Goal setting (identifying a dream) is generally not a difficult thing to do for most people, but realizing the goal often fails. This is commonly because while most of us can come up with some ideas as to what we want to do, so many of us will not clearly identify them.
The flaw is quite simple. If you cannot clearly identify your goal, then how will you know if/when it is achieved? Typical vague goals are:
“I am going to start running” – What does start running mean? A jog around the block? Complete a 5km race? Running a marathon?
“I want to lose some weight” – How much? Over what period of time?
“I want to travel” – Where to? Multiple destinations? When?
“I want to be successful” – What is success to you?
Goal setting can be used very successfully as a motivation tool to achieve pretty much anything however, for a goal to be motivational, it must be both realistic and measurable. If a goal is unrealistic, then logic would dictate a negative outcome. If it cannot be measured, then it is questionable as to whether you can ever know whether it has been achieved!
Once a goal has been given some measurable characteristics, then a plan can be developed which will not only take you in the direction of your goal, but will also provide visible evidence that you are on schedule to achieve the goal! Of course it could also indicate that you are a little behind schedule which might suggest re-scheduling a little, but the original goal is still achievable.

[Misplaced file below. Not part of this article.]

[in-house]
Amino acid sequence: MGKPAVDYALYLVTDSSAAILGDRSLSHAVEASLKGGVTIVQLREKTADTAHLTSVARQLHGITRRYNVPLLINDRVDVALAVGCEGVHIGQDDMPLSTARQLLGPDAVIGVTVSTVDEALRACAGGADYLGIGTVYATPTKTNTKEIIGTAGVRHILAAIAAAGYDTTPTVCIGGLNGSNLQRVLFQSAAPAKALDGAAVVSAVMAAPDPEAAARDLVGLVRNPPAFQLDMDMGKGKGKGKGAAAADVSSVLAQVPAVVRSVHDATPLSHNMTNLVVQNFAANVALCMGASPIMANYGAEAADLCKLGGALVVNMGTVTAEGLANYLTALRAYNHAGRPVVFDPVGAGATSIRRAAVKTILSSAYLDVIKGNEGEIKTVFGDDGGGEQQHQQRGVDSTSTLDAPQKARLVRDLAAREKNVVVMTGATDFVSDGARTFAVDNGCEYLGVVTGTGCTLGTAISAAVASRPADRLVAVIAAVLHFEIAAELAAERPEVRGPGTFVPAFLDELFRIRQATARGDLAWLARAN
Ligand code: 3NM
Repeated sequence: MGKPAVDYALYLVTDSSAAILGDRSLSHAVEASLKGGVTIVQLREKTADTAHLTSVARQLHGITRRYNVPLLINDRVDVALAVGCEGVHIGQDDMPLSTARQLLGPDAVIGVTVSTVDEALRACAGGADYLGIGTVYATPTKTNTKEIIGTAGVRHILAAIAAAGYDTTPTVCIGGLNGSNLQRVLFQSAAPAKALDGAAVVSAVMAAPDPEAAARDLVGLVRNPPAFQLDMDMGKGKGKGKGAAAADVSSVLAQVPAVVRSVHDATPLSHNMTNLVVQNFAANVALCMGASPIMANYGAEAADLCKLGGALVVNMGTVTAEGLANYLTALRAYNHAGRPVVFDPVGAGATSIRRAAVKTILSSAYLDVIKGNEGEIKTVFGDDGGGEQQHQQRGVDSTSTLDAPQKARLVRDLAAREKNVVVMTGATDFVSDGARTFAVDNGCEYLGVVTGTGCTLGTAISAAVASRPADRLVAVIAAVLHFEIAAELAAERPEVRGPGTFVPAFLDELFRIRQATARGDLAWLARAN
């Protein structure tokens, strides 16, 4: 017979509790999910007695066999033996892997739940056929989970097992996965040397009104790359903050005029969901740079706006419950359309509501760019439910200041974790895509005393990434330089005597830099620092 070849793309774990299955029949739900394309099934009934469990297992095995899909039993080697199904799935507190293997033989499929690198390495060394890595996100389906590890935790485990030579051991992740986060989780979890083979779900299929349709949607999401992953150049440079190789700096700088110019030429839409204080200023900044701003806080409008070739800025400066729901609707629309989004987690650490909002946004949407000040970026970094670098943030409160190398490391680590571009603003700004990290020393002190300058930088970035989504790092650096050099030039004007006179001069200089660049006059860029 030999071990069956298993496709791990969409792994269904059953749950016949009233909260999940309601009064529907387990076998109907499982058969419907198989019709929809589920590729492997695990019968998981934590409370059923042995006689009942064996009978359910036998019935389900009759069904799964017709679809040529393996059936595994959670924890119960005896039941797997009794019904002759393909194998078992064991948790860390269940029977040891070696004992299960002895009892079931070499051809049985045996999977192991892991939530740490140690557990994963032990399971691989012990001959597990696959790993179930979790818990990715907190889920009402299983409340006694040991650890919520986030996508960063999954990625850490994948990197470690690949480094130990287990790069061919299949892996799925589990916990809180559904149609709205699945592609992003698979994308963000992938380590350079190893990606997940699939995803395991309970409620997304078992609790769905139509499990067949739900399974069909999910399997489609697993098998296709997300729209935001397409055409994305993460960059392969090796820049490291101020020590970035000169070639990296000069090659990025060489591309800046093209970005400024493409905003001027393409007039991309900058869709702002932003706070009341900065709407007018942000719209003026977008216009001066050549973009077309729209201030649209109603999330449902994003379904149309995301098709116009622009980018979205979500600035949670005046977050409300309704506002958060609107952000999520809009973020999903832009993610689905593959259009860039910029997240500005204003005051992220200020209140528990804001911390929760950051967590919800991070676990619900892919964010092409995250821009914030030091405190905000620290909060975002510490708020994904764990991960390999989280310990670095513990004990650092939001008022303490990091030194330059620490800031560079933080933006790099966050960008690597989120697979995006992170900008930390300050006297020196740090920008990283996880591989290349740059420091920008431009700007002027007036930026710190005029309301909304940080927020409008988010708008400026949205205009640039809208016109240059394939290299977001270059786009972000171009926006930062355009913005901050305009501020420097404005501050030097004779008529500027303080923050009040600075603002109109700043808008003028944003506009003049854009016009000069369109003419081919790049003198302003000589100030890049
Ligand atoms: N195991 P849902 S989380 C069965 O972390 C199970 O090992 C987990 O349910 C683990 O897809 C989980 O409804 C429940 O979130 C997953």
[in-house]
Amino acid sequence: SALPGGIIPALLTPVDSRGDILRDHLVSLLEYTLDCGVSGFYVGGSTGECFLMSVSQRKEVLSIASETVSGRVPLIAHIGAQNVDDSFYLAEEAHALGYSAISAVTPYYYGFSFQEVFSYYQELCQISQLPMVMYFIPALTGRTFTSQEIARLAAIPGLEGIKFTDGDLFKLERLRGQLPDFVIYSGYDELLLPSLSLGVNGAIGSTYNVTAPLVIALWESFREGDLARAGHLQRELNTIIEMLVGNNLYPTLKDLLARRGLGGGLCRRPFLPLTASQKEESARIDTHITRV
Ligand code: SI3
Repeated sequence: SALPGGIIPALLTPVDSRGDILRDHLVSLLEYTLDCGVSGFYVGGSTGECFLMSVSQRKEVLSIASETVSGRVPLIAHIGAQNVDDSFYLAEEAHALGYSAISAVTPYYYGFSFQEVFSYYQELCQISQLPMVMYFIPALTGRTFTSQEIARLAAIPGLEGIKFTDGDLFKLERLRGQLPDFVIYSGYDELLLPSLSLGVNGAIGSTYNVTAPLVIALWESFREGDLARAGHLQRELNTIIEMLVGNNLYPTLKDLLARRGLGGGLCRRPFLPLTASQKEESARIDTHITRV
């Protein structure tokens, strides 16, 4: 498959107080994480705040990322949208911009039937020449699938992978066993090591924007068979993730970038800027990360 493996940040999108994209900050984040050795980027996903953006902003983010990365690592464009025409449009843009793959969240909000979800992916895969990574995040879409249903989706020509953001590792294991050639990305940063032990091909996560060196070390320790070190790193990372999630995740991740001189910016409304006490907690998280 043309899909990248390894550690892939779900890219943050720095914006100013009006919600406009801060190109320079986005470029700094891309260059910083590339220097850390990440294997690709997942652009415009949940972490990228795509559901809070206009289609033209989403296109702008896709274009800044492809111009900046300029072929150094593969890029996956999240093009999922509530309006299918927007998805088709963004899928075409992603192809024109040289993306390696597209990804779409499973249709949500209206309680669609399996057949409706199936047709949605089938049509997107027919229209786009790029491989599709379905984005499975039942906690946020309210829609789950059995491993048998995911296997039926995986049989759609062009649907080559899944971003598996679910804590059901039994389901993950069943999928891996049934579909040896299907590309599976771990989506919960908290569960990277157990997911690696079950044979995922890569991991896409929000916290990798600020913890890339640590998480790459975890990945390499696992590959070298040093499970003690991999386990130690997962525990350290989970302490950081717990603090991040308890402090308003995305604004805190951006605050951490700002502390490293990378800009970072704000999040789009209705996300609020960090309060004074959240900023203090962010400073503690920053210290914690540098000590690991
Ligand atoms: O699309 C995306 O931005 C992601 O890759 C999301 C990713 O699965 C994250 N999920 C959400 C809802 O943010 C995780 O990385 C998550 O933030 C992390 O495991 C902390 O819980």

A common misunderstanding is that some goals cannot be quantified. I would suggest that every goal can be quantified, but some may need a lot of thought to achieve that end.
“I want to tone my body” can be seen as a challenge to quantify, but it isn’t. What does toning mean to you?
“I want better muscle definition” – Define muscle definition and location.
“Well, I want to see the muscles flex, and all over my body” – We should break it down into a specific area of body to start with, and then progress through other parts of your body.
“Okay, my upper arm muscles” – Muscles are more easily measured by their ability, than physical measurement, so perhaps we could start with a Preacher Curl and determine what your current ability is.
“I can do 10 x 50lb curls x 3 sets.” – Then let us set a goal of 10 x 100lbs curls x 3 sets. Given your age, and based on alternate day workouts, our goal date is 12 weeks from now.
In the above fictitious dialogue, “toning” has been defined by accepting that increased muscle ability will dictate better toning. A muscle ability goal has been established; a method has been determined, and a time frame has been established to achieve that goal. If that individual is on schedule, then they should be curling 3 sets of 10 x 75lbs after 6 weeks!
Goal setting can be a huge motivational tool if used properly so, if you currently do not have any goals, think about the possibilities. You may surprise yourself!